A guest post by Cathy Sweeney, a recent visitor to Montmartre
First impressions of a place can be disappointing if they don’t match our preconceived notions. My expectations of Montmartre were like the colors, moods and charm of impressionist paintings brought to life, plus scenes from movies filmed there and a dash of 21st century reality. Happily, I was not disappointed
It’s easy to understand why Montmartre inspired artists like Renoir and Van Gogh to paint their perspectives of the rooftops, windmills, and cafés. Winding my way through the maze of cobblestone streets and climbing the long staircases, the dome of Sacré-Coeur Basilica, a frequent art subject of Utrillo and many since, dramatically appeared above the older, picturesque buildings below.
Even on this overcast December day, the panoramic views of Paris from the terrace of Sacré-Coeur were captivating. As I passed apartments, colorful shops, and romantic cafés, they gave me a sense of being in old Paris.
Although Montmartre is a year-round tourist destination, it was far less crowded during my visit than what would be expected in peak travel seasons. In fact, Le Petit Train de Montmartre (the Little Train) that carries passengers on a tour through the area had only a few sightseers on board as it passed.
At the Place du Tertre (Artists’ Square) tourists surrounded the artists painting portraits and selling their work, but I could still imagine the square of old when renowned painters gathered there to create some of their famous works.
Montmartre is well-known as a popular film set and I enjoyed seeing familiar sights from movies, old and new. Peering in the windows of Café des 2 Moulins, it looked just the same as in the movie, Amélie, except that the cigarette counter is no longer there. Since Amélie is one of my favorite French movies, it was a real treat to see the café and other film locations such as the Boucherie des Gourmets and Les Petits Mitrons.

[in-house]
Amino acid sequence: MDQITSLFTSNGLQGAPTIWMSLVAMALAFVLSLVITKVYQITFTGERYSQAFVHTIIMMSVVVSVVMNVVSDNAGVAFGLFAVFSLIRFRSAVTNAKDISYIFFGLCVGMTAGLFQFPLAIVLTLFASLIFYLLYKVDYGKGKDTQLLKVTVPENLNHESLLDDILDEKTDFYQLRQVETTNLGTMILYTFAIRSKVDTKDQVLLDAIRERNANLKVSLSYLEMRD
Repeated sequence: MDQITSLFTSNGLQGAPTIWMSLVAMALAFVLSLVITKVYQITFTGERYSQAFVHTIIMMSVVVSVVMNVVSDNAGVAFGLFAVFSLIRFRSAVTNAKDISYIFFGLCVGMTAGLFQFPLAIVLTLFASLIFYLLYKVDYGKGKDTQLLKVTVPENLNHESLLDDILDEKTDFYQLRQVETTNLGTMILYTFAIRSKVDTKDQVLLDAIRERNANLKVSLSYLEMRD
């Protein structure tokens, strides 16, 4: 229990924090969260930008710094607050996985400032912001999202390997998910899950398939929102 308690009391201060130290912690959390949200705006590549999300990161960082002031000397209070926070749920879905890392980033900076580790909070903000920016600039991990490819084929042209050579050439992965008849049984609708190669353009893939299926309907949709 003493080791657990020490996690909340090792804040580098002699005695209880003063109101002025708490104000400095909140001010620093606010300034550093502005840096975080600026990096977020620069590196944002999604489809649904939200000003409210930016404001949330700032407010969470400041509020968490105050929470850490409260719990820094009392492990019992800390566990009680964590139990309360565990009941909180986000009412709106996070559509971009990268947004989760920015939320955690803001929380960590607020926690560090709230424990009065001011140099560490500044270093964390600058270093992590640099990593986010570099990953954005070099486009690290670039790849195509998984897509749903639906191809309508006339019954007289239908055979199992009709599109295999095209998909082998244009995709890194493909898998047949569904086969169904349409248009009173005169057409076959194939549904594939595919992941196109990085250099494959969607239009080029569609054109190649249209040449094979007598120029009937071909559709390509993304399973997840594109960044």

I was also pleased to learn that renowned director, Claude Lelouch, lives in the area and runs a small cinema as a hobby. This was of special interest to me because my first impressions of a hot French romance were probably derived from his movie, A Man and a Woman.
Then there is the unexpected about Montmartre, such as the sculpture that depicts a man’s head, arms and one leg protruding from a stone wall. It’s based on author Marcel Aymé’s story, Le Passe-Muraille (The Man Who Could Walk Through Walls). I was also surprised to see on a hillside the only remaining working vineyard in Paris, Clos Montmartre. Its grapes are auctioned at Fêtes des Vendanges, the annual harvest festival.
My afternoon in Montmartre ended at the Abbesses Metro Station, considered one of the most beautiful stations in Paris with its art nouveau glass canopy. On the walls of the stairway going deep underground is graffiti, much of it quite beautiful. To me, this artwork seems a tribute to the artists of the past who were first inspired by Montmartre and to those who keep the creative spirit alive today.
Cathy Sweeney is an internet entrepreneur and investor who shares her perspectives, experiences and ideas reflecting a lifelong passion for travel (Follow her blog Traveling with Sweeney). She hopes to inspire people to consider new destinations, learn something different about a familiar place, or reminisce about their own travel experiences. She has traveled extensively in North America, the Caribbean and Europe, eagerly looking forward to more traveling throughout the world. A Chicago native, she now lives in the San Francisco Bay Area.